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The Story of
The Power and the Glory
by Larry Blakely
Camarata hired me in 1966 as a recording engineer at his Sunset Sound recording studio in Hollywood, California. During this time he was the music director for Walt Disney Records and he was responsible for the production of all of the recordings in the Disney catalog. At this time, I had been a member of the church for less than one year.
Camarata is a quiet, kind and gentle man. He has had so many accomplishments, but will hardly ever talk about them. It has taken me 30 years to know what I now know about his career and he rarely talks about himself and his accomplishments.
While I was working for him in the late 1960's, he was also a classical artist on London Records. I had an opportunity to hear one of his albums with orchestrations of excerpts from Puccini operas. I remember how touched I was with the beauty of his orchestrations, in addition to the feeling, sensitivity and emotion they contained. I remember at that time thinking, if he could orchestrate popular LDS hymns with the same feeling, sensitivity and beauty that he captured in the Puccini recording, it would be magnificent.
Nearly thirty years passed as we each went our own way. However, we managed to stay in touch with each other over that span of time. During my career, I had written articles for industry trade magazines on the careers of famous people in the recording industry, such as Les Paul, Ray Dolby, etc. Since Camarata's accomplishments were so little known, I had discussed with him a number of times doing a story on his life and career. Finally, in January of 1992, he agreed to meet with me in Hollywood to start working on his story.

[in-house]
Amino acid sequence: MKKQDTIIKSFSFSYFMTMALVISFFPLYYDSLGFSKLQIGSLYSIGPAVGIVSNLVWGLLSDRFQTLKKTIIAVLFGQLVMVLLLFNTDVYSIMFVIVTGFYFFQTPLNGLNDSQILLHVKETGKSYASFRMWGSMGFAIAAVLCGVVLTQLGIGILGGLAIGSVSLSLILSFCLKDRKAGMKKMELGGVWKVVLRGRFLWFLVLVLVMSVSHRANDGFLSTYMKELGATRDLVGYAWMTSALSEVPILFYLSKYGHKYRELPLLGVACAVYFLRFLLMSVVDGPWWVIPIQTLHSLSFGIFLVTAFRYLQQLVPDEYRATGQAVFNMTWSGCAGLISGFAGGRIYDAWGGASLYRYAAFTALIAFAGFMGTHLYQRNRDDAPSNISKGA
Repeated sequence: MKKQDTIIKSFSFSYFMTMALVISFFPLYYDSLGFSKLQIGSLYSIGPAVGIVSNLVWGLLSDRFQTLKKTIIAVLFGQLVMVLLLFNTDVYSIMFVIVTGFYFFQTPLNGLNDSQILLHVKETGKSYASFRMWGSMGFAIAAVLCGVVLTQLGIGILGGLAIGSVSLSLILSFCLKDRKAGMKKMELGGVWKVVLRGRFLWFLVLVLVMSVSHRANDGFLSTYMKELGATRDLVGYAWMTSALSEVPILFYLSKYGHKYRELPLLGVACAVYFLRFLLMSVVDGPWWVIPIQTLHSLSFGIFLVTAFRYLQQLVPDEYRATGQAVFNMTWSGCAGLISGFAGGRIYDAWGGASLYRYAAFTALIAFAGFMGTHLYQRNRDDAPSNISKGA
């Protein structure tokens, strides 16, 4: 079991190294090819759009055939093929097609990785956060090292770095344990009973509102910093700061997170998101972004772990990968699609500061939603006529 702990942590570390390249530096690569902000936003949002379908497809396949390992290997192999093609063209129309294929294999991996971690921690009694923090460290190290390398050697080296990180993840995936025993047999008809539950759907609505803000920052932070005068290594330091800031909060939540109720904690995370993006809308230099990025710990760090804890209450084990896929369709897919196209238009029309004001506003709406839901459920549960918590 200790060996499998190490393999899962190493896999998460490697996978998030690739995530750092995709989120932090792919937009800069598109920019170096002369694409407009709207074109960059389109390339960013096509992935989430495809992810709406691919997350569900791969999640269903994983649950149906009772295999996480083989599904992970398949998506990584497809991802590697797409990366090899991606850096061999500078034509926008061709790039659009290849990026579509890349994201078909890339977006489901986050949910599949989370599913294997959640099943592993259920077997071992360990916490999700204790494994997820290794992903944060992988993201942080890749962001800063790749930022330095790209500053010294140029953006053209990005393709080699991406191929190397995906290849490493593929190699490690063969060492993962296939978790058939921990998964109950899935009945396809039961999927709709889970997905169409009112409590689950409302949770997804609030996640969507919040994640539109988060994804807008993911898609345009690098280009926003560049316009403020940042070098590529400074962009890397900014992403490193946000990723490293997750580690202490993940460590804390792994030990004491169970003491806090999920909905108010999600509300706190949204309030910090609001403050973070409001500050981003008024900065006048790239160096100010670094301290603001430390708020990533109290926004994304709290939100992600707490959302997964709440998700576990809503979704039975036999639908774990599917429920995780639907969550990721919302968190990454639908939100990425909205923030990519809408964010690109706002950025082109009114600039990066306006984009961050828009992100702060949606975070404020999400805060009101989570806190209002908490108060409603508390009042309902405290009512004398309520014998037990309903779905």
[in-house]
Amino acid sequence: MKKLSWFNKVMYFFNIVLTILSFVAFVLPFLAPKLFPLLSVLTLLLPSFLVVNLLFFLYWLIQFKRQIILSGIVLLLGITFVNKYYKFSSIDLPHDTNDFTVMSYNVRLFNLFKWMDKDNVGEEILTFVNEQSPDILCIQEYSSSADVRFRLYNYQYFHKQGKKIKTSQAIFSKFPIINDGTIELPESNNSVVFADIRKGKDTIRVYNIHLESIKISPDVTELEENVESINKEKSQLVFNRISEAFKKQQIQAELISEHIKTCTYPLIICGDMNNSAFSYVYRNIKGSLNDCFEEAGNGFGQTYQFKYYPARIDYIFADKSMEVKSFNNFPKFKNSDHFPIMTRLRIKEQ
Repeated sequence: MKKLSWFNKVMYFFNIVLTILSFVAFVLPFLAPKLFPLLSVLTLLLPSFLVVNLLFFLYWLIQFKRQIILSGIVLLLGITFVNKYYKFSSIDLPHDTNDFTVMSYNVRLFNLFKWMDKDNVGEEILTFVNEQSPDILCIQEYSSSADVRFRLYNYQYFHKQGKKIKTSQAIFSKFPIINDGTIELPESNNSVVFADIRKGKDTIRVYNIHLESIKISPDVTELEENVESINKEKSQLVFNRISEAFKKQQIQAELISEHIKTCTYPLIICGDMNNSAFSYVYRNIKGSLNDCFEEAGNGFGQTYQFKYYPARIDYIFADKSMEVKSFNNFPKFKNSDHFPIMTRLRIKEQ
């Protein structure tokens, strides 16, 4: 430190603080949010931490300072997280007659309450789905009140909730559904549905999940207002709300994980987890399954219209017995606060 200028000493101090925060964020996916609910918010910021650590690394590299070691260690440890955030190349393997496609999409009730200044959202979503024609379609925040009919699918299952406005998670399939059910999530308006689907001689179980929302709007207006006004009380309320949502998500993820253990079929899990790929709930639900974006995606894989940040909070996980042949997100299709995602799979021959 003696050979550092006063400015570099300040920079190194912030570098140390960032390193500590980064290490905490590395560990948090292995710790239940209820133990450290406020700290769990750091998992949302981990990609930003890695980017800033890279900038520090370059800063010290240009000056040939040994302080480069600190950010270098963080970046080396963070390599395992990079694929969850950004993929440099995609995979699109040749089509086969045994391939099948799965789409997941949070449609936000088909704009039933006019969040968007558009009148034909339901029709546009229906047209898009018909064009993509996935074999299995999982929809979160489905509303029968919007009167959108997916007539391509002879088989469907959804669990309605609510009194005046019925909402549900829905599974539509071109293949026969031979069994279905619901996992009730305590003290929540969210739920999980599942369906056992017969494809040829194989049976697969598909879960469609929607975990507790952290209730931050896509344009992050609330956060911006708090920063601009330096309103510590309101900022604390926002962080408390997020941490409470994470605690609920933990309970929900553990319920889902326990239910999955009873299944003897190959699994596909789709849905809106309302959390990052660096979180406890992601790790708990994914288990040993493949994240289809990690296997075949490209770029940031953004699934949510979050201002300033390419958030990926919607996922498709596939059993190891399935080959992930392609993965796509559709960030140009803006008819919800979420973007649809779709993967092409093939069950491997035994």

At lunch, he said that he wanted to go back to England and do another orchestral recording, but that he didn't know what music to do. He stated that he had already recorded works of most of the great masters; Puccini, Verdi, Tchaikovsky, Rachmaninoff, Bach, etc. I then looked up and told him of my 30 year old idea of him scoring popular LDS hymns. He was very excited about the idea. He stated, "I would be very interested in doing that". We spent the rest of the day talking about this recording idea in great detail, and discussed no more about writing his personal story for industry publications.
I came back to Mississippi, where my friend Fred McInnis and I prayed and carefully considered what hymns should be on the album. The list was completed and mailed to Camarata. In addition, I photocopied pages from the LDS hymnal of the hymns we wanted him to score along with a history on each hymn, along with other meaningful or spiritual information regarding the hymns.
A few weeks after he started working on the music, we talked on the telephone. He said, "This music is interesting. Once you hear these hymns, you can't get the melodies out of your mind. They just stick with you. I have been working with music all of my life, and have never seen anything like it.